Worse, self-signed certificates train users to freely click through certificate warnings. People running servers with self-signed certificates are actively reducing what security we have available for the web.
If we ever do get anything better than the existing CA structure, it won't do us any good if users have been trained to ignore browser security warnings anyway.
His claim is that browsers treating websites with self-signed certificates as less secure than non-encrypted websites by displaying big fat warnings is just about the greatest gift we can give to organisations like the NSA. It's not true that there is no material distinction between an active attack and passive eavesdropping. For the NSA to do active MITM attacks on all self-signed https traffic (in a world where all unencrypted http is replaced with self-signed https) would take massively more resources than passively monitoring unencrypted traffic. Plus the odds of them getting caught would be very high (since some people are going to notice that the certificate that shows up on the client is not what the server sent).
You can't make browsers simply treat self-signed certificates the same as plain HTTP. You still have to warn the user that their desire for a secure connection (conveyed by their request to retrieve an https URL) cannot be fulfilled, and do so in a way that assures all users will notice before they do something like, say, type in their password.
There is very little self-signed HTTPS traffic out there. The NSA assuredly has the resources to MITM all of it.
Yes, someone at some point would notice if it were all attacked, but the key thing is that, almost all of the time, nobody would, and you yourself have no assurance that your connection has not been MITM'd unless you have done some other out-of-band verification on that specific certificate. That is almost never done, especially by the general public.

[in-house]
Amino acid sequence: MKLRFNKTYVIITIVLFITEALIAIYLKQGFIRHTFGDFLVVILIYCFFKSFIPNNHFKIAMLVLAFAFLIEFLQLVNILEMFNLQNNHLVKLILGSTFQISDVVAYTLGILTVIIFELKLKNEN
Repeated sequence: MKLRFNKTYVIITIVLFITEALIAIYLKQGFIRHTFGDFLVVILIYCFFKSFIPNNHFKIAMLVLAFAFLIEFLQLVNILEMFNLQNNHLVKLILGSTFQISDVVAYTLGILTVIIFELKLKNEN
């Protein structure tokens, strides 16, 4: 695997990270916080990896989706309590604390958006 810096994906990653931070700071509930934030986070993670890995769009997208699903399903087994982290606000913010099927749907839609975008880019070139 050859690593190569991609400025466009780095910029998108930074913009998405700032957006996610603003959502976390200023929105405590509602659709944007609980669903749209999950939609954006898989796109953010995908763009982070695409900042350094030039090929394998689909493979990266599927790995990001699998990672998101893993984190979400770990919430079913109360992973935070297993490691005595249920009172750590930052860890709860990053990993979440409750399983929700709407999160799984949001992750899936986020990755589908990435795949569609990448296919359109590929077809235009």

You might be willing to gamble your own security, but you should not gamble everyone's security.
If all http traffic instead used self-signed https, then the NSA assuredly would not have the resources to MITM all of it. So because of the reflexive "self-signed certificates are worse than no encryption!" dogma, we have an Internet where most traffic is unencrypted and therefore trivial for governments and criminals to intercept.
Regarding certificate warnings: even if self-signed certificates were accepted, browsers could still put up a warning if the certificate changes between visits, similar to ssh's treatment of host keys (being relatively unsuspicious of unknown hosts, but putting up a big fat warning if the host key has changed).
Get browsers to act in the way you want, then we'll talk. Until then, people using self-signed certificates are causing active harm now.
Normal users do not enter URLs in their browsers, much less https ones, and do not pay attention to the https prefix when clicking a link or pasting an URL, so the client retrieving an https URL usually does not indicate a desire from the user to have a secure connection.